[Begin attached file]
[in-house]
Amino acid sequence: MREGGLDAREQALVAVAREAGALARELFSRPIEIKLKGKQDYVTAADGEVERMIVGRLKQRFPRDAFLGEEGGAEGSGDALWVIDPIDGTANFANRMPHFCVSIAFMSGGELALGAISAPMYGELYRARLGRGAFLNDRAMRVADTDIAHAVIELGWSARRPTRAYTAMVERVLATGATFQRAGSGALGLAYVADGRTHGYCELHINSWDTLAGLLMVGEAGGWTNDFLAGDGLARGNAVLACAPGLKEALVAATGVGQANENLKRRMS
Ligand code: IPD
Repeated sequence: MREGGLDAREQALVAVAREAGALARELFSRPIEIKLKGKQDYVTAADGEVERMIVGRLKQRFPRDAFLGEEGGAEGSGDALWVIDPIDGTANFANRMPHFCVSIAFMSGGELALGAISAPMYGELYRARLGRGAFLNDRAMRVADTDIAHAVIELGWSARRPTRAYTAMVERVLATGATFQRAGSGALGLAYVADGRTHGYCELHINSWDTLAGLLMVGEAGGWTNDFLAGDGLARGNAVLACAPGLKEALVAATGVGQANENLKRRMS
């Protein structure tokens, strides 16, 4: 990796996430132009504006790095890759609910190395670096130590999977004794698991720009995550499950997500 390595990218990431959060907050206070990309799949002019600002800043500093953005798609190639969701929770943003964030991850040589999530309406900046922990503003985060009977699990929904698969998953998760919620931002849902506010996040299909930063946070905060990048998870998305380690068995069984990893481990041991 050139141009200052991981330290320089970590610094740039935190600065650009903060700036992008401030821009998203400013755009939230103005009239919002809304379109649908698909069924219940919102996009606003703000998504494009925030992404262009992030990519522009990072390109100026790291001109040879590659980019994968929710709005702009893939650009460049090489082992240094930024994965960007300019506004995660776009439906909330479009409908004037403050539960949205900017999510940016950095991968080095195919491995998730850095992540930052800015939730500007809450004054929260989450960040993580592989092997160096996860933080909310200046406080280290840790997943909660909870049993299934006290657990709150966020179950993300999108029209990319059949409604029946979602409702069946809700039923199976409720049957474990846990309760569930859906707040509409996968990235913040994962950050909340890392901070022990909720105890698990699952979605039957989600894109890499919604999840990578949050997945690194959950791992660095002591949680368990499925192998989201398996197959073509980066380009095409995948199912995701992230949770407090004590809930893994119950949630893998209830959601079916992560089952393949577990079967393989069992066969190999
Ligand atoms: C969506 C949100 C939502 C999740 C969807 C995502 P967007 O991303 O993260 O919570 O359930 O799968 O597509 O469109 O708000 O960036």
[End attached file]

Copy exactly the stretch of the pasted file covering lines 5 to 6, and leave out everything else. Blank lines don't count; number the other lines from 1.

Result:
């Protein structure tokens, strides 16, 4: 990796996430132009504006790095890759609910190395670096130590999977004794698991720009995550499950997500 390595990218990431959060907050206070990309799949002019600002800043500093953005798609190639969701929770943003964030991850040589999530309406900046922990503003985060009977699990929904698969998953998760919620931002849902506010996040299909930063946070905060990048998870998305380690068995069984990893481990041991 050139141009200052991981330290320089970590610094740039935190600065650009903060700036992008401030821009998203400013755009939230103005009239919002809304379109649908698909069924219940919102996009606003703000998504494009925030992404262009992030990519522009990072390109100026790291001109040879590659980019994968929710709005702009893939650009460049090489082992240094930024994965960007300019506004995660776009439906909330479009409908004037403050539960949205900017999510940016950095991968080095195919491995998730850095992540930052800015939730500007809450004054929260989450960040993580592989092997160096996860933080909310200046406080280290840790997943909660909870049993299934006290657990709150966020179950993300999108029209990319059949409604029946979602409702069946809700039923199976409720049957474990846990309760569930859906707040509409996968990235913040994962950050909340890392901070022990909720105890698990699952979605039957989600894109890499919604999840990578949050997945690194959950791992660095002591949680368990499925192998989201398996197959073509980066380009095409995948199912995701992230949770407090004590809930893994119950949630893998209830959601079916992560089952393949577990079967393989069992066969190999
Ligand atoms: C969506 C949100 C939502 C999740 C969807 C995502 P967007 O991303 O993260 O919570 O359930 O799968 O597509 O469109 O708000 O960036």